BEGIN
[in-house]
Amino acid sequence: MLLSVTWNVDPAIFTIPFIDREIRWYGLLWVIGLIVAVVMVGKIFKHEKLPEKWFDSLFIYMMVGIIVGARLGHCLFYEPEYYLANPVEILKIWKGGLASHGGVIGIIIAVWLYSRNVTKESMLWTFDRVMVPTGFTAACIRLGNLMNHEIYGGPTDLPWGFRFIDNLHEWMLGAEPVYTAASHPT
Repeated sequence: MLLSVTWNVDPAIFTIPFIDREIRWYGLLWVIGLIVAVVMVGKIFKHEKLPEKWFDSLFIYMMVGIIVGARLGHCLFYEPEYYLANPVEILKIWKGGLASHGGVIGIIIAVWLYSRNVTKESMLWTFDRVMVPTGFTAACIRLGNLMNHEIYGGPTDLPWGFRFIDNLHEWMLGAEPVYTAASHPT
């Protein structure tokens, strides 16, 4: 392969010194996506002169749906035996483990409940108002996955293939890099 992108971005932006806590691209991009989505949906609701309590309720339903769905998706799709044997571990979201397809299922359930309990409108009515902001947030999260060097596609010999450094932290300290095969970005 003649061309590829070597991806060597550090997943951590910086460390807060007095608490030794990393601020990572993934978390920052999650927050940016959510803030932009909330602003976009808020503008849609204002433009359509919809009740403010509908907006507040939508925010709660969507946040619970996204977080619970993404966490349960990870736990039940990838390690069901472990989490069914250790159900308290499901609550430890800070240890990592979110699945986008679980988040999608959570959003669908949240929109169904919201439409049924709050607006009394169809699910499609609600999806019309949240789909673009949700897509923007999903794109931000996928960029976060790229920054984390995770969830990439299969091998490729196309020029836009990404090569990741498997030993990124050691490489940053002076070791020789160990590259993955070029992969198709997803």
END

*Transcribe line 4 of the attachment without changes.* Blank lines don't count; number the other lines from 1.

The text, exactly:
């Protein structure tokens, strides 16, 4: 392969010194996506002169749906035996483990409940108002996955293939890099 992108971005932006806590691209991009989505949906609701309590309720339903769905998706799709044997571990979201397809299922359930309990409108009515902001947030999260060097596609010999450094932290300290095969970005 003649061309590829070597991806060597550090997943951590910086460390807060007095608490030794990393601020990572993934978390920052999650927050940016959510803030932009909330602003976009808020503008849609204002433009359509919809009740403010509908907006507040939508925010709660969507946040619970996204977080619970993404966490349960990870736990039940990838390690069901472990989490069914250790159900308290499901609550430890800070240890990592979110699945986008679980988040999608959570959003669908949240929109169904919201439409049924709050607006009394169809699910499609609600999806019309949240789909673009949700897509923007999903794109931000996928960029976060790229920054984390995770969830990439299969091998490729196309020029836009990404090569990741498997030993990124050691490489940053002076070791020789160990590259993955070029992969198709997803």